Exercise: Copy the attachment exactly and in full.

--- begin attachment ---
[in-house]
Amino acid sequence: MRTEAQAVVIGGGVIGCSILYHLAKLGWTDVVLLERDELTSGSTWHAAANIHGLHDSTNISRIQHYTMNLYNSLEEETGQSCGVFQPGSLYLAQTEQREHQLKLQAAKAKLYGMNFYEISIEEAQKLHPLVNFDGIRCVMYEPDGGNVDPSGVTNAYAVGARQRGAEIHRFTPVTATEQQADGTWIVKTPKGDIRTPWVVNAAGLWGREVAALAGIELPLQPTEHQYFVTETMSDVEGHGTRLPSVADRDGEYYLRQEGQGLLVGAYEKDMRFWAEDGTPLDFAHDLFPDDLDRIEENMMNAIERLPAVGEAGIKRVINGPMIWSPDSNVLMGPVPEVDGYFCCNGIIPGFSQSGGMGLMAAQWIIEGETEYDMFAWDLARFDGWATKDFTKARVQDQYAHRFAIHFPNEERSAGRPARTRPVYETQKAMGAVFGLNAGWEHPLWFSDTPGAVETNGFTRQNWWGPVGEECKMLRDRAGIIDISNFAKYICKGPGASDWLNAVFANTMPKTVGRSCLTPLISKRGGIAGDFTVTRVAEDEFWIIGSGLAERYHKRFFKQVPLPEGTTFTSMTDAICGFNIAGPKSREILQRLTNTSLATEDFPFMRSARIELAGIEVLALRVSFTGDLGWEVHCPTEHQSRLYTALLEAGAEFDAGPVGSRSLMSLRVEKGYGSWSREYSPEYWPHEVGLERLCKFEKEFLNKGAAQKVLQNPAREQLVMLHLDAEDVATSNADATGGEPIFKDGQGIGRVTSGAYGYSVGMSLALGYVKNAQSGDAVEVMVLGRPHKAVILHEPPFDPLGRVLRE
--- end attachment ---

[in-house]
Amino acid sequence: MRTEAQAVVIGGGVIGCSILYHLAKLGWTDVVLLERDELTSGSTWHAAANIHGLHDSTNISRIQHYTMNLYNSLEEETGQSCGVFQPGSLYLAQTEQREHQLKLQAAKAKLYGMNFYEISIEEAQKLHPLVNFDGIRCVMYEPDGGNVDPSGVTNAYAVGARQRGAEIHRFTPVTATEQQADGTWIVKTPKGDIRTPWVVNAAGLWGREVAALAGIELPLQPTEHQYFVTETMSDVEGHGTRLPSVADRDGEYYLRQEGQGLLVGAYEKDMRFWAEDGTPLDFAHDLFPDDLDRIEENMMNAIERLPAVGEAGIKRVINGPMIWSPDSNVLMGPVPEVDGYFCCNGIIPGFSQSGGMGLMAAQWIIEGETEYDMFAWDLARFDGWATKDFTKARVQDQYAHRFAIHFPNEERSAGRPARTRPVYETQKAMGAVFGLNAGWEHPLWFSDTPGAVETNGFTRQNWWGPVGEECKMLRDRAGIIDISNFAKYICKGPGASDWLNAVFANTMPKTVGRSCLTPLISKRGGIAGDFTVTRVAEDEFWIIGSGLAERYHKRFFKQVPLPEGTTFTSMTDAICGFNIAGPKSREILQRLTNTSLATEDFPFMRSARIELAGIEVLALRVSFTGDLGWEVHCPTEHQSRLYTALLEAGAEFDAGPVGSRSLMSLRVEKGYGSWSREYSPEYWPHEVGLERLCKFEKEFLNKGAAQKVLQNPAREQLVMLHLDAEDVATSNADATGGEPIFKDGQGIGRVTSGAYGYSVGMSLALGYVKNAQSGDAVEVMVLGRPHKAVILHEPPFDPLGRVLRE